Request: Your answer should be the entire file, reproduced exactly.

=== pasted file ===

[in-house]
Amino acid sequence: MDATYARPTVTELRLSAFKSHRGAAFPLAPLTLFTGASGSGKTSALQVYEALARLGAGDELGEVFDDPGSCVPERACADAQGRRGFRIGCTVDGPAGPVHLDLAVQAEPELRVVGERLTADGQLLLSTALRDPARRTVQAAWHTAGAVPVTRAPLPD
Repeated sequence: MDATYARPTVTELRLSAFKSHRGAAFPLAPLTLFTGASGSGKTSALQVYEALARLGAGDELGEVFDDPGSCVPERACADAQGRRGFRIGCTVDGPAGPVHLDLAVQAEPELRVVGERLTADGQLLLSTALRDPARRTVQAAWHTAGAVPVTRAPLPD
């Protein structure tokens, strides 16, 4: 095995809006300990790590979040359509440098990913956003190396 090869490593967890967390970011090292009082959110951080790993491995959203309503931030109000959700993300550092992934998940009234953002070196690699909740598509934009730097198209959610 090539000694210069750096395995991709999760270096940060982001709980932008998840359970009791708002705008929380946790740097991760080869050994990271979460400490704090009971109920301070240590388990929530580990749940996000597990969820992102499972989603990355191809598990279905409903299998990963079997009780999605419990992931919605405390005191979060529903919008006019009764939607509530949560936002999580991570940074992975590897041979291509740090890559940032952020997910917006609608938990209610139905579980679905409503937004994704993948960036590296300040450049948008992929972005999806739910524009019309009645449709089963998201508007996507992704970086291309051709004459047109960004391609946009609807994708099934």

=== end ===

[in-house]
Amino acid sequence: MDATYARPTVTELRLSAFKSHRGAAFPLAPLTLFTGASGSGKTSALQVYEALARLGAGDELGEVFDDPGSCVPERACADAQGRRGFRIGCTVDGPAGPVHLDLAVQAEPELRVVGERLTADGQLLLSTALRDPARRTVQAAWHTAGAVPVTRAPLPD
Repeated sequence: MDATYARPTVTELRLSAFKSHRGAAFPLAPLTLFTGASGSGKTSALQVYEALARLGAGDELGEVFDDPGSCVPERACADAQGRRGFRIGCTVDGPAGPVHLDLAVQAEPELRVVGERLTADGQLLLSTALRDPARRTVQAAWHTAGAVPVTRAPLPD
């Protein structure tokens, strides 16, 4: 095995809006300990790590979040359509440098990913956003190396 090869490593967890967390970011090292009082959110951080790993491995959203309503931030109000959700993300550092992934998940009234953002070196690699909740598509934009730097198209959610 090539000694210069750096395995991709999760270096940060982001709980932008998840359970009791708002705008929380946790740097991760080869050994990271979460400490704090009971109920301070240590388990929530580990749940996000597990969820992102499972989603990355191809598990279905409903299998990963079997009780999605419990992931919605405390005191979060529903919008006019009764939607509530949560936002999580991570940074992975590897041979291509740090890559940032952020997910917006609608938990209610139905579980679905409503937004994704993948960036590296300040450049948008992929972005999806739910524009019309009645449709089963998201508007996507992704970086291309051709004459047109960004391609946009609807994708099934």